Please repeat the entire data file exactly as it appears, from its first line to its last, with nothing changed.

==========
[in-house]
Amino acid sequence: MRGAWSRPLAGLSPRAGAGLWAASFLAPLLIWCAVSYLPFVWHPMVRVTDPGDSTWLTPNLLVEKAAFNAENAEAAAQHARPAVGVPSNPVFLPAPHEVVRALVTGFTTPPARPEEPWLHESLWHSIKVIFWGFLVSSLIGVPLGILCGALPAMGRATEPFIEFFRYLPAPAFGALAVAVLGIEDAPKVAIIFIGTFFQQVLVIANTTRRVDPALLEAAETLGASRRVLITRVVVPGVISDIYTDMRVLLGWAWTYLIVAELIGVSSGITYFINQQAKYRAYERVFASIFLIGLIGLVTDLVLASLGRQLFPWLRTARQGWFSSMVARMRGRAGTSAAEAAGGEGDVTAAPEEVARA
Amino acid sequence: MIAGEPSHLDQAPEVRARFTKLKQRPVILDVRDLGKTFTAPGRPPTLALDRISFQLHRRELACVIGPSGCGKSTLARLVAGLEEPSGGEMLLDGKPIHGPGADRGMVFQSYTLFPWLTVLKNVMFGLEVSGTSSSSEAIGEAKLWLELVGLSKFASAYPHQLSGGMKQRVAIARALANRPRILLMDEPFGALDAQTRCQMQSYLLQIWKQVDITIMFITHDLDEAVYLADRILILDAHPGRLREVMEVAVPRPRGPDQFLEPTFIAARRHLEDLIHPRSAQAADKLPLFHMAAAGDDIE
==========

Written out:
[in-house]
Amino acid sequence: MRGAWSRPLAGLSPRAGAGLWAASFLAPLLIWCAVSYLPFVWHPMVRVTDPGDSTWLTPNLLVEKAAFNAENAEAAAQHARPAVGVPSNPVFLPAPHEVVRALVTGFTTPPARPEEPWLHESLWHSIKVIFWGFLVSSLIGVPLGILCGALPAMGRATEPFIEFFRYLPAPAFGALAVAVLGIEDAPKVAIIFIGTFFQQVLVIANTTRRVDPALLEAAETLGASRRVLITRVVVPGVISDIYTDMRVLLGWAWTYLIVAELIGVSSGITYFINQQAKYRAYERVFASIFLIGLIGLVTDLVLASLGRQLFPWLRTARQGWFSSMVARMRGRAGTSAAEAAGGEGDVTAAPEEVARA
Amino acid sequence: MIAGEPSHLDQAPEVRARFTKLKQRPVILDVRDLGKTFTAPGRPPTLALDRISFQLHRRELACVIGPSGCGKSTLARLVAGLEEPSGGEMLLDGKPIHGPGADRGMVFQSYTLFPWLTVLKNVMFGLEVSGTSSSSEAIGEAKLWLELVGLSKFASAYPHQLSGGMKQRVAIARALANRPRILLMDEPFGALDAQTRCQMQSYLLQIWKQVDITIMFITHDLDEAVYLADRILILDAHPGRLREVMEVAVPRPRGPDQFLEPTFIAARRHLEDLIHPRSAQAADKLPLFHMAAAGDDIE